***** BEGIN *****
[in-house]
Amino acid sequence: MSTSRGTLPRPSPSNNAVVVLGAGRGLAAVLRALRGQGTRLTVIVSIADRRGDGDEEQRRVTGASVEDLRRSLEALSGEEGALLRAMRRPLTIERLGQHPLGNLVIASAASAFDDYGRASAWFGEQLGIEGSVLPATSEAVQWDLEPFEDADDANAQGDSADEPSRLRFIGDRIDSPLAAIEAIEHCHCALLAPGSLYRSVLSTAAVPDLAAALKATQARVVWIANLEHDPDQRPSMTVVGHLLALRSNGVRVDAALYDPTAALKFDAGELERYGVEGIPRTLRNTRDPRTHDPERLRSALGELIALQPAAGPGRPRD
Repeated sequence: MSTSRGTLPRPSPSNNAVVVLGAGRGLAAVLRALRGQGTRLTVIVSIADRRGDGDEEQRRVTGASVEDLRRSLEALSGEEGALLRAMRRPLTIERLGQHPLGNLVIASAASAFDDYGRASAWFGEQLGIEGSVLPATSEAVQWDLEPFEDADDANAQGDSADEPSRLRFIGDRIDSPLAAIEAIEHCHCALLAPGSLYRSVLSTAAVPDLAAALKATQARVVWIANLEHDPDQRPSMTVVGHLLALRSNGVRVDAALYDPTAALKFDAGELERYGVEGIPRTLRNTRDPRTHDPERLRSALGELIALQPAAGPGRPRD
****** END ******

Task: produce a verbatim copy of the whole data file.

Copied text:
[in-house]
Amino acid sequence: MSTSRGTLPRPSPSNNAVVVLGAGRGLAAVLRALRGQGTRLTVIVSIADRRGDGDEEQRRVTGASVEDLRRSLEALSGEEGALLRAMRRPLTIERLGQHPLGNLVIASAASAFDDYGRASAWFGEQLGIEGSVLPATSEAVQWDLEPFEDADDANAQGDSADEPSRLRFIGDRIDSPLAAIEAIEHCHCALLAPGSLYRSVLSTAAVPDLAAALKATQARVVWIANLEHDPDQRPSMTVVGHLLALRSNGVRVDAALYDPTAALKFDAGELERYGVEGIPRTLRNTRDPRTHDPERLRSALGELIALQPAAGPGRPRD
Repeated sequence: MSTSRGTLPRPSPSNNAVVVLGAGRGLAAVLRALRGQGTRLTVIVSIADRRGDGDEEQRRVTGASVEDLRRSLEALSGEEGALLRAMRRPLTIERLGQHPLGNLVIASAASAFDDYGRASAWFGEQLGIEGSVLPATSEAVQWDLEPFEDADDANAQGDSADEPSRLRFIGDRIDSPLAAIEAIEHCHCALLAPGSLYRSVLSTAAVPDLAAALKATQARVVWIANLEHDPDQRPSMTVVGHLLALRSNGVRVDAALYDPTAALKFDAGELERYGVEGIPRTLRNTRDPRTHDPERLRSALGELIALQPAAGPGRPRD